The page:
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Shopfloor EXPERIENTIAL RETAIL Live!


Making a show of yourself


Industry experts discuss why consumers now expect a truly unique experience in-store, and they share their tips on how retailers can get ahead of the game


33


Daniel Todaro, Managing Director, Gekko


T


he most successful of retailers that continue to occupy the high streets and retail parks


of this great shopping nation do so because they have adapted. Adapted to provide the consumer, of all generations, with an experience that resonates with them. An uncertain future in retail has been a dark shadow for several years now, so how did those who failed not get the message and adapt? And let’s face it, we all know that stores that are left bereft of investment do not create a positive experience for consumers. Lush, the retailer that has just abandoned social media, knows what it takes to create the theatre and experience needed to entice the shoppers who will undoubtedly spend in their stores. Its ambience is an extension of the brand voice and its interactive nature immerses the consumer in the brand and its products. Its latest store opened in Liverpool last month – at circa 1,380 square metres, it’s the biggest Lush in the world where ‘every detail has been carefully considered to create a fully immersive brand experience’. Some might say that’s bold and brave in the current climate, but I say it’s a confident move. It’s the employees that create the true experience for Lush, something Debenhams perhaps forgot to acknowledge while trying to keep the wolf from the door.


Experiential at the point of


purchase is nothing without the support of well-trained staff to carry the consumer through the journey and ultimately close the sale. The retailers who get this, win, by retaining motivated staff who feel valued and customers who, having enjoyed the experience, may well return in the near future – or at the very least recommend the retailer.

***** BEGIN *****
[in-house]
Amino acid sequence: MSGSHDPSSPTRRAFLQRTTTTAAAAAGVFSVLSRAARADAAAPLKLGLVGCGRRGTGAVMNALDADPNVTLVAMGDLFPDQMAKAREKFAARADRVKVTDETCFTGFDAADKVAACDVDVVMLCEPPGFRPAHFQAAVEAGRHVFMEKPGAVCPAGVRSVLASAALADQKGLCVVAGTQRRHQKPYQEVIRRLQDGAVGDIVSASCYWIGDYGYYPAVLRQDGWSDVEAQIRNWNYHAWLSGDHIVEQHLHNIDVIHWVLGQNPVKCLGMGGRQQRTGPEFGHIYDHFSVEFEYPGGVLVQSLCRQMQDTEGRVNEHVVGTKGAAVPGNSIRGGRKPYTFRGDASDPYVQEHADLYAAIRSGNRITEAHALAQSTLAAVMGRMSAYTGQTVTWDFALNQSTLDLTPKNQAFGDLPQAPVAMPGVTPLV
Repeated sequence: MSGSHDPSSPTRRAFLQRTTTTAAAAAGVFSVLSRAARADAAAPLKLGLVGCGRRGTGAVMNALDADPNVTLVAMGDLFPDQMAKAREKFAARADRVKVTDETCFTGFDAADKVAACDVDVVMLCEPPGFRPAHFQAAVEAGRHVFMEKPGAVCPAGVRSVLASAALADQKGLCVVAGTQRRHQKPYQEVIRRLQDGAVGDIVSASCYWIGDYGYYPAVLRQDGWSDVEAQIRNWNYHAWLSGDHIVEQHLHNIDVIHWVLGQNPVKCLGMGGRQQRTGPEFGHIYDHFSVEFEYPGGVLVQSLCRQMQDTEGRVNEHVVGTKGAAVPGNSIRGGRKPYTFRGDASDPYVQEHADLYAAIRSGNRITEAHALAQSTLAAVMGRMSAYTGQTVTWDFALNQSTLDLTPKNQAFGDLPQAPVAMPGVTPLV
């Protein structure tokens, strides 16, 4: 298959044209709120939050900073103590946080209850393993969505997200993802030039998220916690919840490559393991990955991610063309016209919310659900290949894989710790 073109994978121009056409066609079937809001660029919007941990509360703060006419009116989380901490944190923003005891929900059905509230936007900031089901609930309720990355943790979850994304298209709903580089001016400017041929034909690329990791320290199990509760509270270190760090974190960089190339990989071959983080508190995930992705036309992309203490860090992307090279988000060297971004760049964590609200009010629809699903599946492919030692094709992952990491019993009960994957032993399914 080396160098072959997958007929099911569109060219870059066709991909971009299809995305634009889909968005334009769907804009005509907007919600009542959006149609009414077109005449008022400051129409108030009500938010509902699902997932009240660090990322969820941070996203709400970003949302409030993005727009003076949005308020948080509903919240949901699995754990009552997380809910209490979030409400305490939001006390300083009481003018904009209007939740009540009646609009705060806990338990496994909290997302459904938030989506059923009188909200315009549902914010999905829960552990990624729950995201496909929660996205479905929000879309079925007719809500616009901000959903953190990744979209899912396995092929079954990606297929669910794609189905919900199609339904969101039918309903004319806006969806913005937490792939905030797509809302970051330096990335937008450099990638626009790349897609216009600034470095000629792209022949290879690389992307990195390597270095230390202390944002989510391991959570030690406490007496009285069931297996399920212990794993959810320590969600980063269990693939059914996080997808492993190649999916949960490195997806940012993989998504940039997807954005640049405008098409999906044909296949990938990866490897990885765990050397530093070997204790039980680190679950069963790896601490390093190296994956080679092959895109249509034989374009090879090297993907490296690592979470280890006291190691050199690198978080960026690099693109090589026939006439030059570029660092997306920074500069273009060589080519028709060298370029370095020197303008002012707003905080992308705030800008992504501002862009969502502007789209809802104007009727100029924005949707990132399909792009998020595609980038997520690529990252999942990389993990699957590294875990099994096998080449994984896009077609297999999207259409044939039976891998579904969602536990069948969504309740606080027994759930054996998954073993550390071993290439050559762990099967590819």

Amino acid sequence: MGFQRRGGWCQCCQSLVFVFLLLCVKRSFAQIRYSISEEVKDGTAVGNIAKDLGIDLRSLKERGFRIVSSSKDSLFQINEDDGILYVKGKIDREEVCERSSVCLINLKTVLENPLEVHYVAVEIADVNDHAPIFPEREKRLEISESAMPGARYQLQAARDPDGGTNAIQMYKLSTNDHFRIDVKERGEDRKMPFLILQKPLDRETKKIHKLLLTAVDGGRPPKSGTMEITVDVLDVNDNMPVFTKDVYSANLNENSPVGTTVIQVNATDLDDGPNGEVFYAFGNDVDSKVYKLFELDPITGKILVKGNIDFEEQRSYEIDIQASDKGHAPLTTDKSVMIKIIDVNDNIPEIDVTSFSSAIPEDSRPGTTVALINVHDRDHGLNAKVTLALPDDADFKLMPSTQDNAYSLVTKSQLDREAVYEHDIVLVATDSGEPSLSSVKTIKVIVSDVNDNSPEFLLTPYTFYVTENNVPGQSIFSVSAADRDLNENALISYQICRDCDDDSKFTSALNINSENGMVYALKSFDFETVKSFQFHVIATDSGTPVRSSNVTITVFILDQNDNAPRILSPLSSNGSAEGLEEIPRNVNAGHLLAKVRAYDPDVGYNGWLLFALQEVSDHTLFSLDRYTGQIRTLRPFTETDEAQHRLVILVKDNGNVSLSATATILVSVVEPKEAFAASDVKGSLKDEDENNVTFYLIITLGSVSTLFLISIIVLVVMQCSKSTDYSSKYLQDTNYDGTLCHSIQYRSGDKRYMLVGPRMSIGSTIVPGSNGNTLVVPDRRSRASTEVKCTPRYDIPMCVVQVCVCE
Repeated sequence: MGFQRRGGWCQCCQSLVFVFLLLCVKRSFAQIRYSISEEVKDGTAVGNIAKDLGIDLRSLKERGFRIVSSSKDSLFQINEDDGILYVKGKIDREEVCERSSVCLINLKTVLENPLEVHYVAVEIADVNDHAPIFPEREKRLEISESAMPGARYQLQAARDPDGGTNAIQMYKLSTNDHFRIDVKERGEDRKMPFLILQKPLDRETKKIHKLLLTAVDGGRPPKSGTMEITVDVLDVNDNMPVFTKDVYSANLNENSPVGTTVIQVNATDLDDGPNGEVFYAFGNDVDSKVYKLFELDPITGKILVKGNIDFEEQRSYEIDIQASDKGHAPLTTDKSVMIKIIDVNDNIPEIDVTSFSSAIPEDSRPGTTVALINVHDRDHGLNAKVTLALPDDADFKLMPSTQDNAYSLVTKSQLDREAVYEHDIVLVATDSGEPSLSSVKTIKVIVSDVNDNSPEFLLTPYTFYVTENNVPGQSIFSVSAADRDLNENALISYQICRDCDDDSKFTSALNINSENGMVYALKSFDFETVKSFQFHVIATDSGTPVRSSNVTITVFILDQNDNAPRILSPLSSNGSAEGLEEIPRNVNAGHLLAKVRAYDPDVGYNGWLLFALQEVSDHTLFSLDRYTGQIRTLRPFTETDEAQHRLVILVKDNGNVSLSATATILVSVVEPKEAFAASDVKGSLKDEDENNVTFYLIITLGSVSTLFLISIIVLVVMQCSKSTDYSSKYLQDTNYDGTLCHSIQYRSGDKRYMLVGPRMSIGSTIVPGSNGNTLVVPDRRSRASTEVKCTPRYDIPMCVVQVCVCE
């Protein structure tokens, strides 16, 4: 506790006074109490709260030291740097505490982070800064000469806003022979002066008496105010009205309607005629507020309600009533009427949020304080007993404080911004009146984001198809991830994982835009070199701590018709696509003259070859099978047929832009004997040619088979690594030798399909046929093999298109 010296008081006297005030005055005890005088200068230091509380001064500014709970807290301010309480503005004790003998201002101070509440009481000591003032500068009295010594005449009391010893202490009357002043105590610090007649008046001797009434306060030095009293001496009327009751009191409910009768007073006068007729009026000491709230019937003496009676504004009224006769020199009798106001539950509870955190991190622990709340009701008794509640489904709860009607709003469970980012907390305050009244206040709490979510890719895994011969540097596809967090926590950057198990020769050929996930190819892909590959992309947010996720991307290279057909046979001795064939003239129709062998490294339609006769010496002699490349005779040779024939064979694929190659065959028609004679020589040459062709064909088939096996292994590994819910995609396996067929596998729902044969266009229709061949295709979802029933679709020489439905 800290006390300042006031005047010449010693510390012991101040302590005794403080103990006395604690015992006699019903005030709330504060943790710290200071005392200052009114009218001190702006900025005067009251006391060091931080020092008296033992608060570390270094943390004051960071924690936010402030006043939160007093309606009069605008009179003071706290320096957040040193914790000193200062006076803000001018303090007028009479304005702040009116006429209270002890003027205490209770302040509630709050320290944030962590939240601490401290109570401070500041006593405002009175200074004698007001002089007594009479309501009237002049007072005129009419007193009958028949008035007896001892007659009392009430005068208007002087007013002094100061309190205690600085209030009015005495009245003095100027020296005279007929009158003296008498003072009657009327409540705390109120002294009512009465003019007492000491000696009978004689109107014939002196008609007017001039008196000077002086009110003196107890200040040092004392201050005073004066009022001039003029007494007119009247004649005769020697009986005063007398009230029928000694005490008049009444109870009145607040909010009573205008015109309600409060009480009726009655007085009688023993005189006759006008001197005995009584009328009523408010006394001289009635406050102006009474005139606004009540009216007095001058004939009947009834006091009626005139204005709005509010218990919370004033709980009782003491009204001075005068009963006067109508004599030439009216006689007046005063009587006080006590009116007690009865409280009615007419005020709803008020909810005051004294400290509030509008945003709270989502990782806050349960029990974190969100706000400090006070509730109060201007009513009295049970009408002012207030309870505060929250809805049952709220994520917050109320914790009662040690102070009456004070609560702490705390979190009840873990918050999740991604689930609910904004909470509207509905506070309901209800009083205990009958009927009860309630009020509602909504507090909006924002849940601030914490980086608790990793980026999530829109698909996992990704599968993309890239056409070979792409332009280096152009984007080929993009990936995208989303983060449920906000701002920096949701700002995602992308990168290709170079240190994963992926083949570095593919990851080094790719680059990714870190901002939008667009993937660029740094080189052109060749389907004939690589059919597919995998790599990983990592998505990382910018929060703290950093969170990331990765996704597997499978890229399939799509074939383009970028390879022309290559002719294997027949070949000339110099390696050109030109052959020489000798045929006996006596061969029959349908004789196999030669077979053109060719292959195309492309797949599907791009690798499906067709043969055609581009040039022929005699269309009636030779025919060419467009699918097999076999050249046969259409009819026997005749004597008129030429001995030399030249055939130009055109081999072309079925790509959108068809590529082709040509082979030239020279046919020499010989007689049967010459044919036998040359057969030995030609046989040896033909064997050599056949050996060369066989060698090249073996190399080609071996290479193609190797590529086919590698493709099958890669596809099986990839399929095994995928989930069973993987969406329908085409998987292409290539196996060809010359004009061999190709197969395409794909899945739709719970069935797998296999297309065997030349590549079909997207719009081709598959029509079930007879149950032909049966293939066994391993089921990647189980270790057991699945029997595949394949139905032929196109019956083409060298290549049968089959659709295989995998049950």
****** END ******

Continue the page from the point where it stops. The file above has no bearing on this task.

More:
The experience within your store will either make or break you. But enticing consumers to spend is within the capability and budget of a retailer’s imagination and bravery.


Omnichannel retailing On a recent shopping expedition I sought to buy my son some trainers. The store displays were impactful and easy to navigate, but above all, it was the staff – a young shop assistant who spoke ‘indirectly’ to my son through his actions suggesting colours and designs. Sadly, the trainers my son wanted were not available in his size, but before considering another retailer or even going online, the sales assistant jumped in with “you can order these now online from the store, pay for them here and have them delivered to your home for free”. Without hesitation, I said yes. We walked away all winners, enjoying


the experience, my son getting his trainers and the store not losing out on a sale. That’s omnichannel retailing in its purest form for you. How often has that happened to you? No matter what you sell or who


you believe your target market to be, the experience within your store will either make or break you. Think high- end retail – are you kept waiting to be served? Are you unimpressed by the displays, the staging, the cleanliness or the ambience? I suspect the answer is ‘no’. It is therefore unlikely that these stores succeed purely on their brand equity alone. But enticing consumers to spend in-store is within the capability and budget of a retailer’s


imagination and bravery. For the retailers that succeed,


they do so because they consider the experience for customers. Is it engaging? Is it visually appealing? Do your staff know how to bring this to life as a sales tool and succeed? When failed retailers pretend not


to know why they failed, they are not being honest. They failed to create an experience that appealed to a wide audience and their staff by not engaging with them positively to be the best they can. Ignorance is bliss for directors who don’t shop in their own stores. The experience within any retailer


is borne through your staff and the ability for staff to be brand advocates first and sales assistants second. Make the consumer feel special and they will listen. Keep the consumer informed and they will feel listened to. Keep the consumer engaged and they will shop.


May 2019 ertonline.co.uk


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